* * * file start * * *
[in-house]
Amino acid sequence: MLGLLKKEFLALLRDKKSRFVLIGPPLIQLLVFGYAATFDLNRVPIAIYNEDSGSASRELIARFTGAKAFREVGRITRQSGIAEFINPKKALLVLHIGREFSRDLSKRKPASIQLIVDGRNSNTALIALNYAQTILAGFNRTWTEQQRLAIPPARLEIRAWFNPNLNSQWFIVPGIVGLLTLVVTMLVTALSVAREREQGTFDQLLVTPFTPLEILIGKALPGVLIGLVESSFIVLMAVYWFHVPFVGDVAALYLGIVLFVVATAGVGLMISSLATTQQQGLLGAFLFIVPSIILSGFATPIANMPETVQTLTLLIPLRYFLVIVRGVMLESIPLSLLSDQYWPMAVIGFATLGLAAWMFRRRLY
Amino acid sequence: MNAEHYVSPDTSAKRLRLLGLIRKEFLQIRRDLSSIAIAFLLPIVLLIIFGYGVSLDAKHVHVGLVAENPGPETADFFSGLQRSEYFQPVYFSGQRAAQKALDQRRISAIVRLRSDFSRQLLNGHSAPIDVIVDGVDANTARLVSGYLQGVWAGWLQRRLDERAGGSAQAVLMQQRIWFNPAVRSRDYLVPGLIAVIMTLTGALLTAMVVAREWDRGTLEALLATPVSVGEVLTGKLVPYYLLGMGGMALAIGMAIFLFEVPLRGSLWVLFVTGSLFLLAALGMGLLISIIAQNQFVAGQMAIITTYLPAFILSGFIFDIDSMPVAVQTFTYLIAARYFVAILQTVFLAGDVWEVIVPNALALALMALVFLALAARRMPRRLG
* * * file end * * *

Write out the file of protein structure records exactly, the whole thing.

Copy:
[in-house]
Amino acid sequence: MLGLLKKEFLALLRDKKSRFVLIGPPLIQLLVFGYAATFDLNRVPIAIYNEDSGSASRELIARFTGAKAFREVGRITRQSGIAEFINPKKALLVLHIGREFSRDLSKRKPASIQLIVDGRNSNTALIALNYAQTILAGFNRTWTEQQRLAIPPARLEIRAWFNPNLNSQWFIVPGIVGLLTLVVTMLVTALSVAREREQGTFDQLLVTPFTPLEILIGKALPGVLIGLVESSFIVLMAVYWFHVPFVGDVAALYLGIVLFVVATAGVGLMISSLATTQQQGLLGAFLFIVPSIILSGFATPIANMPETVQTLTLLIPLRYFLVIVRGVMLESIPLSLLSDQYWPMAVIGFATLGLAAWMFRRRLY
Amino acid sequence: MNAEHYVSPDTSAKRLRLLGLIRKEFLQIRRDLSSIAIAFLLPIVLLIIFGYGVSLDAKHVHVGLVAENPGPETADFFSGLQRSEYFQPVYFSGQRAAQKALDQRRISAIVRLRSDFSRQLLNGHSAPIDVIVDGVDANTARLVSGYLQGVWAGWLQRRLDERAGGSAQAVLMQQRIWFNPAVRSRDYLVPGLIAVIMTLTGALLTAMVVAREWDRGTLEALLATPVSVGEVLTGKLVPYYLLGMGGMALAIGMAIFLFEVPLRGSLWVLFVTGSLFLLAALGMGLLISIIAQNQFVAGQMAIITTYLPAFILSGFIFDIDSMPVAVQTFTYLIAARYFVAILQTVFLAGDVWEVIVPNALALALMALVFLALAARRMPRRLG